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Tom Purcell: Effective wit a dying art in politics |

Tom Purcell: Effective wit a dying art in politics

Among today’s most regrettable trends is the dying art of effective humor and satire in politics.

During 1984’s second debate between President Reagan and Democratic nominee Walter Mondale, moderators rightfully asked Reagan, then 73, if he had enough stamina to carry out his duties.

Reagan answered, “I will not make age an issue of this campaign. I am not going to exploit, for political purposes, my opponent’s youth and inexperience.”

Nearly everyone, even Mondale, laughed. Reagan’s humor reassured America that he had his wits about him. He defeated Mondale in a landslide.

Humor, well executed, is a powerful thing.

A well-designed joke can cut to the heart of the matter better than any speech or law or government policy — slicing through political divisions and uplifting and uniting us like no other form of communication.

The art of political humor is faring poorly of late. No longer are we seeing the stylish political barb.

President Lincoln, possibly the best-spoken American politician ever, cut one opponent to the quick by saying, “He can compress the most words into the smallest ideas better than any man I ever met.”

In 1985, Jack Kemp, seeking to brand his political opponent as ill-informed and unfit for the highest office, said, “In a recent fire Bob Dole’s library burned down. Both books were lost. And he hadn’t even finished coloring one of them.”

During her 1998 Democratic National Convention keynote address, then-Texas Gov. Ann Richards, trying to discredit Republican candidate George H.W. Bush by highlighting his upper-crust upbringing and tendency for political gaffes, said, “Poor George. He can’t help it. He was born with a silver foot in his mouth.”

Now, the blunt insult has replaced the stylish political barb.

“Crooked Hillary,” “Lyin’ Ted” and “Crazy Bernie” are among President Trump’s nicknames for his opponents. Though his supporters welcome his boldness against his political foes, it alienates independents and those who do oppose his policies.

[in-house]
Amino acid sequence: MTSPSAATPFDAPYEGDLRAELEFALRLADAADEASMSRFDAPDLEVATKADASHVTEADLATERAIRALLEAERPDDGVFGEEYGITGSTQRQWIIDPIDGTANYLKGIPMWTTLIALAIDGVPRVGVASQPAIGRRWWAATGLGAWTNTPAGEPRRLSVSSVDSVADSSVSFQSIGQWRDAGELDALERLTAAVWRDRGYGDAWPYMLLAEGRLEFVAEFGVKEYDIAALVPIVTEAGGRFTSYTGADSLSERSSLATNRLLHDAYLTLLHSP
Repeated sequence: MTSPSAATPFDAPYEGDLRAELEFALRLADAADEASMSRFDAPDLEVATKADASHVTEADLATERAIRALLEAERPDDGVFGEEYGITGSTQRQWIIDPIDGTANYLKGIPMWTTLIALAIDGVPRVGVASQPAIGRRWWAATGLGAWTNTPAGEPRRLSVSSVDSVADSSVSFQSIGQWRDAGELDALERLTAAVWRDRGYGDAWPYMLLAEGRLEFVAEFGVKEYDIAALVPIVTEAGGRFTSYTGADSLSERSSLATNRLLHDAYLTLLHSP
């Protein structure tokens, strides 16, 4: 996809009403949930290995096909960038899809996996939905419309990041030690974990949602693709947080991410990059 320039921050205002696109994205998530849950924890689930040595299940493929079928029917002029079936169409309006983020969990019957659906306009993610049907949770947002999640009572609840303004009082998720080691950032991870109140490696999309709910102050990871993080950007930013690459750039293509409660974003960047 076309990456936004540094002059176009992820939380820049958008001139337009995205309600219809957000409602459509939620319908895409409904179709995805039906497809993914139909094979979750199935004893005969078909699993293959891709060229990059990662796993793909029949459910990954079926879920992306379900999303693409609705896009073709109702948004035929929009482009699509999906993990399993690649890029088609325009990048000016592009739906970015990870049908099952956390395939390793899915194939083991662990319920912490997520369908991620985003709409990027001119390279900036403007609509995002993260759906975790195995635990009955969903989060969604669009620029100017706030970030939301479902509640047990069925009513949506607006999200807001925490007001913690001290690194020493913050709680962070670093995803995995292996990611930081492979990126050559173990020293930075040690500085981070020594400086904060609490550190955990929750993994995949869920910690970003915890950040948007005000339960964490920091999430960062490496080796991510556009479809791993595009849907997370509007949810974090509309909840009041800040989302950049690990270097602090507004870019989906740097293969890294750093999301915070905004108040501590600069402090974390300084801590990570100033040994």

Trump has the world’s largest platform. His choice of words sets the tone of “humor” in the country more than anyone else’s.

Regrettably, our professional comedians and humorists are following suit.

During less partisan times, libertarian humorist P.J. O’Rourke said, “The Democrats are the party of government activism, the party that says government can make you richer, smarter, taller, and get the chickweed out of your lawn. Republicans are the party that says government doesn’t work, and then get elected and prove it.”

O’Rourke’s “light-touch” humor clearly illustrates that Democrats vs. Republicans isn’t the challenge. It’s us vs. our politicians, and we must get past partisan silliness to keep them honest.

In contrast to O’Rourke, too many of our late-night comedians have gone hyper-partisan. They use their platforms to self-righteously mock Americans who think differently than they do about politics — which further widens our divisions.

“As Americans, we must ask ourselves: Are we really so different?” says humorist Dave Barry. “Must we stereotype those who disagree with us? Do we truly believe that ALL red-state residents are ignorant, racist, fascist, knuckle-dragging, NASCAR-obsessed, cousin-marrying, roadkill-eating, tobacco juice-dribbling, gun-fondling, religious fanatic rednecks; or that ALL blue-state residents are godless, unpatriotic, pierced-nose, Volvo-driving, France-loving, left-wing communist, latte-sucking, tofu-chomping, holistic-wacko, neurotic, vegan, weenie perverts?”

The answer is that most of us do not. The trick is to get our politicians and comedians to embrace this truth and restore the art of effective humor and satire in politics.

Freelance writer Tom Purcell of Library is author of “Misadventures of a 1970s Childhood.” Visit him on the web at

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